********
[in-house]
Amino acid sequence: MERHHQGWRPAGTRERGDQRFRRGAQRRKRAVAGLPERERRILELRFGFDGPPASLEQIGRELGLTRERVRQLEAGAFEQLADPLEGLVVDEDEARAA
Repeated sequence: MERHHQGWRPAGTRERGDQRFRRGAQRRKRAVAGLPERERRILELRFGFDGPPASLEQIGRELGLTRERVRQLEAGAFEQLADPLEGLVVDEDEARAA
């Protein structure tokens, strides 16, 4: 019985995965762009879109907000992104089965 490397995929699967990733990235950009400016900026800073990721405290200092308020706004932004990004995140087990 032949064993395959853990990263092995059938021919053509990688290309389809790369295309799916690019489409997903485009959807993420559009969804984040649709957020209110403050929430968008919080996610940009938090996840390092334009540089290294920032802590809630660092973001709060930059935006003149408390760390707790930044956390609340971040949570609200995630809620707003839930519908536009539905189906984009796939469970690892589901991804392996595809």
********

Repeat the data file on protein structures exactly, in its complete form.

[in-house]
Amino acid sequence: MERHHQGWRPAGTRERGDQRFRRGAQRRKRAVAGLPERERRILELRFGFDGPPASLEQIGRELGLTRERVRQLEAGAFEQLADPLEGLVVDEDEARAA
Repeated sequence: MERHHQGWRPAGTRERGDQRFRRGAQRRKRAVAGLPERERRILELRFGFDGPPASLEQIGRELGLTRERVRQLEAGAFEQLADPLEGLVVDEDEARAA
């Protein structure tokens, strides 16, 4: 019985995965762009879109907000992104089965 490397995929699967990733990235950009400016900026800073990721405290200092308020706004932004990004995140087990 032949064993395959853990990263092995059938021919053509990688290309389809790369295309799916690019489409997903485009959807993420559009969804984040649709957020209110403050929430968008919080996610940009938090996840390092334009540089290294920032802590809630660092973001709060930059935006003149408390760390707790930044956390609340971040949570609200995630809620707003839930519908536009539905189906984009796939469970690892589901991804392996595809």